Either way, downtime for the plot can be great for fleshing out your characters. Have you ever used lulls in the plot this way? How do you establish who your characters are outside of crisis? Tell us in the comments below!

In the meantime, I’m going to go enjoy a few more days of no coworkers!



The brand new Love and Sorrow pack from Richard John S made me think about Romance in games.

Romance makes it into a lot of game stories. Either in a choose your own adventure style, a la Dragon Age, or just connected to the story, like Xenogears.

And well, it should! Romance is a part of the human condition for most people, and dramatic times (like, you know, saving the world) can force people into very close relationships.

But, you know, there are three tips I would suggest when writing those relationships, and here we go!


#1: Make Sure Characters Exist for their Own Sake

Look, if you want to include romance in your games, sometimes it makes sense to just create characters for your other characters to be interested in. Whether this is an RPG, or a visual novel type game, this happens a lot. What is the purpose of this character in the story? To be a love interest!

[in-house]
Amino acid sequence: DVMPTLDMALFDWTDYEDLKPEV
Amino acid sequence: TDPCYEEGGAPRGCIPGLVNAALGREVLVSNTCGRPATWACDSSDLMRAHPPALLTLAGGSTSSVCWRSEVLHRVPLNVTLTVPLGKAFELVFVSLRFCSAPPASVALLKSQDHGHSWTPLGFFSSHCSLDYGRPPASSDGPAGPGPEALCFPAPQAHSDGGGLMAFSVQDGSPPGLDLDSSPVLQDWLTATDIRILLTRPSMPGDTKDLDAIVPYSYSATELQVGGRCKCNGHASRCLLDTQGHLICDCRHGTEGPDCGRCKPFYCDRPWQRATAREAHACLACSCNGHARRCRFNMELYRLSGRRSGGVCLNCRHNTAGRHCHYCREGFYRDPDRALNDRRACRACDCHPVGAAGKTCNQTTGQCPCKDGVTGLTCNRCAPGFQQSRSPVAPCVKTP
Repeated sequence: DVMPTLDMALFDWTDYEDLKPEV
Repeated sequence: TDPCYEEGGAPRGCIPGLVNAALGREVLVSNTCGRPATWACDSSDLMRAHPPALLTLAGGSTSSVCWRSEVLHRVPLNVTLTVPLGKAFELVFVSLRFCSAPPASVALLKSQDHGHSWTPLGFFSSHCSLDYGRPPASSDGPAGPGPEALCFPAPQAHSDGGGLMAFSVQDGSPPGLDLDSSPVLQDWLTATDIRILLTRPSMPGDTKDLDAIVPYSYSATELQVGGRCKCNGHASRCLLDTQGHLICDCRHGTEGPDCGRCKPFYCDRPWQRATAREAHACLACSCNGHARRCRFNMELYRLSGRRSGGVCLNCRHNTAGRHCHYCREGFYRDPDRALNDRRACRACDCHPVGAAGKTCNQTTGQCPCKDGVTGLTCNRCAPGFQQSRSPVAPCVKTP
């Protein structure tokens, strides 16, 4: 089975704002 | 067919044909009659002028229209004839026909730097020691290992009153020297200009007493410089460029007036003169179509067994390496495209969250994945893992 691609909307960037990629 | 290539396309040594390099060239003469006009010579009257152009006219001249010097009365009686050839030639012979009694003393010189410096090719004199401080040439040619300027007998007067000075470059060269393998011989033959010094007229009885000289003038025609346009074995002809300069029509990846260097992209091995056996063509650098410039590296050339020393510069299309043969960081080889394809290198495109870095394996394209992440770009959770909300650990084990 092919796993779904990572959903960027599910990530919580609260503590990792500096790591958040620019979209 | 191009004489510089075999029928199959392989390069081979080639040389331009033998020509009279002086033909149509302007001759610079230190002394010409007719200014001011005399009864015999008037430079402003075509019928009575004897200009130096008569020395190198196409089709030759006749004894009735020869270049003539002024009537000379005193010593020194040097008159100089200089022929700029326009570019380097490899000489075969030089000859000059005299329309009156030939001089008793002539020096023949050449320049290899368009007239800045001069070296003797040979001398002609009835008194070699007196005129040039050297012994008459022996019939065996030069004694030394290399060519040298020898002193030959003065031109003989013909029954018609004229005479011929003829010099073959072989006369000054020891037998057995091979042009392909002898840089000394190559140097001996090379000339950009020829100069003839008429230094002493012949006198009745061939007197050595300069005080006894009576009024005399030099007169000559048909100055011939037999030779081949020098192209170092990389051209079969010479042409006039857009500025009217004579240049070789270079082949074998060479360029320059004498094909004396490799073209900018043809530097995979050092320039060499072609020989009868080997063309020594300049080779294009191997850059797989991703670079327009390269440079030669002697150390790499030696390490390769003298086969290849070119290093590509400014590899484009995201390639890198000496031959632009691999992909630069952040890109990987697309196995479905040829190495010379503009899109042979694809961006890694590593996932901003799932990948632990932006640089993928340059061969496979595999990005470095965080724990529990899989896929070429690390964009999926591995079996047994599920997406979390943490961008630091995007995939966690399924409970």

But resist this urge. Write characters with their own problems, with their own connection to the plot… then think about if they would be romanceable or if their romance with another character would feel organic. Don’t make characters that exist just to be a romance option. It makes them feel fake.

#2: New Romance Isn’t the Only Romance

Ok, maybe this is a pet peeve of mine personally because I’m a bit older than a teen, but make sure to include more than just “just about to get together” relationships.

As anyone has been around should know: The drama doesn’t stop when you get together! Write characters who have been together for a short while, write characters who have been together for a LONG while.